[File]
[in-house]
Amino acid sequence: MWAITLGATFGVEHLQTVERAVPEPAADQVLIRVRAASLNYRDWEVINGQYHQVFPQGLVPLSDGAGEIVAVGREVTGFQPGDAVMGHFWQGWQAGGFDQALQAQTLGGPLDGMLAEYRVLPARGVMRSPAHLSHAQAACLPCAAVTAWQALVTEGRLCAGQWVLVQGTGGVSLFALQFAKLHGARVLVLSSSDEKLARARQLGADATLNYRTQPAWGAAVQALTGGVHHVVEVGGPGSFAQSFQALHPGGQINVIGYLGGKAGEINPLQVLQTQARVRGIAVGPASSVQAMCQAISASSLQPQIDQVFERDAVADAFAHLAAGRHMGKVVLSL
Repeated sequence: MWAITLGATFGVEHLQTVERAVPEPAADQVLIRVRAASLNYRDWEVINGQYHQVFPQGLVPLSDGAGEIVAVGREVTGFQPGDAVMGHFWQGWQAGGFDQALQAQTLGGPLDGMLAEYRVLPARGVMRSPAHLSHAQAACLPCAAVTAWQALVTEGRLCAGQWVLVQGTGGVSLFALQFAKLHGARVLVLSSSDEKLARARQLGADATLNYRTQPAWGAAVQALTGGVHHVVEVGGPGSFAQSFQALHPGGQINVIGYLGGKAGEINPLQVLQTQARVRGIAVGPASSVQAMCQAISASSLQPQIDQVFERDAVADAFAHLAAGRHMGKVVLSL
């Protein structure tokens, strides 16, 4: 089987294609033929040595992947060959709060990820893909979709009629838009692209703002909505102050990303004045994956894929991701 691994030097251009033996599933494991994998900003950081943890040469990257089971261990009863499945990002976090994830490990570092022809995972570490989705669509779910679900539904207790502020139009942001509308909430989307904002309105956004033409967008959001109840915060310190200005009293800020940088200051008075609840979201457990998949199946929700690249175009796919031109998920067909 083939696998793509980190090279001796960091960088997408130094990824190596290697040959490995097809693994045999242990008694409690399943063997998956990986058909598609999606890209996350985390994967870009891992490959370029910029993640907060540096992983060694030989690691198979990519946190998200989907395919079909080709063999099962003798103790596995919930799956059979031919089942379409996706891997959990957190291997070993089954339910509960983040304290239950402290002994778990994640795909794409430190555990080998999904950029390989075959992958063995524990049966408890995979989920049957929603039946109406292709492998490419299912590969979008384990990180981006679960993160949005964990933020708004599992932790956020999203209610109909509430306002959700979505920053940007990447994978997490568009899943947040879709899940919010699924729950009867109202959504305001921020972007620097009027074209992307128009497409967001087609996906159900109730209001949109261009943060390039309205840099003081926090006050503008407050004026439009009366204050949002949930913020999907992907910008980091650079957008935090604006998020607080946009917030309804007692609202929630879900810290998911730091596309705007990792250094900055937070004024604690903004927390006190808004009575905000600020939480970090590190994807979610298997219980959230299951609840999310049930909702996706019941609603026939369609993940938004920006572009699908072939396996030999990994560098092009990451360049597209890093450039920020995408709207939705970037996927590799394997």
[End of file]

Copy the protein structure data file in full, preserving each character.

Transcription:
[in-house]
Amino acid sequence: MWAITLGATFGVEHLQTVERAVPEPAADQVLIRVRAASLNYRDWEVINGQYHQVFPQGLVPLSDGAGEIVAVGREVTGFQPGDAVMGHFWQGWQAGGFDQALQAQTLGGPLDGMLAEYRVLPARGVMRSPAHLSHAQAACLPCAAVTAWQALVTEGRLCAGQWVLVQGTGGVSLFALQFAKLHGARVLVLSSSDEKLARARQLGADATLNYRTQPAWGAAVQALTGGVHHVVEVGGPGSFAQSFQALHPGGQINVIGYLGGKAGEINPLQVLQTQARVRGIAVGPASSVQAMCQAISASSLQPQIDQVFERDAVADAFAHLAAGRHMGKVVLSL
Repeated sequence: MWAITLGATFGVEHLQTVERAVPEPAADQVLIRVRAASLNYRDWEVINGQYHQVFPQGLVPLSDGAGEIVAVGREVTGFQPGDAVMGHFWQGWQAGGFDQALQAQTLGGPLDGMLAEYRVLPARGVMRSPAHLSHAQAACLPCAAVTAWQALVTEGRLCAGQWVLVQGTGGVSLFALQFAKLHGARVLVLSSSDEKLARARQLGADATLNYRTQPAWGAAVQALTGGVHHVVEVGGPGSFAQSFQALHPGGQINVIGYLGGKAGEINPLQVLQTQARVRGIAVGPASSVQAMCQAISASSLQPQIDQVFERDAVADAFAHLAAGRHMGKVVLSL
């Protein structure tokens, strides 16, 4: 089987294609033929040595992947060959709060990820893909979709009629838009692209703002909505102050990303004045994956894929991701 691994030097251009033996599933494991994998900003950081943890040469990257089971261990009863499945990002976090994830490990570092022809995972570490989705669509779910679900539904207790502020139009942001509308909430989307904002309105956004033409967008959001109840915060310190200005009293800020940088200051008075609840979201457990998949199946929700690249175009796919031109998920067909 083939696998793509980190090279001796960091960088997408130094990824190596290697040959490995097809693994045999242990008694409690399943063997998956990986058909598609999606890209996350985390994967870009891992490959370029910029993640907060540096992983060694030989690691198979990519946190998200989907395919079909080709063999099962003798103790596995919930799956059979031919089942379409996706891997959990957190291997070993089954339910509960983040304290239950402290002994778990994640795909794409430190555990080998999904950029390989075959992958063995524990049966408890995979989920049957929603039946109406292709492998490419299912590969979008384990990180981006679960993160949005964990933020708004599992932790956020999203209610109909509430306002959700979505920053940007990447994978997490568009899943947040879709899940919010699924729950009867109202959504305001921020972007620097009027074209992307128009497409967001087609996906159900109730209001949109261009943060390039309205840099003081926090006050503008407050004026439009009366204050949002949930913020999907992907910008980091650079957008935090604006998020607080946009917030309804007692609202929630879900810290998911730091596309705007990792250094900055937070004024604690903004927390006190808004009575905000600020939480970090590190994807979610298997219980959230299951609840999310049930909702996706019941609603026939369609993940938004920006572009699908072939396996030999990994560098092009990451360049597209890093450039920020995408709207939705970037996927590799394997």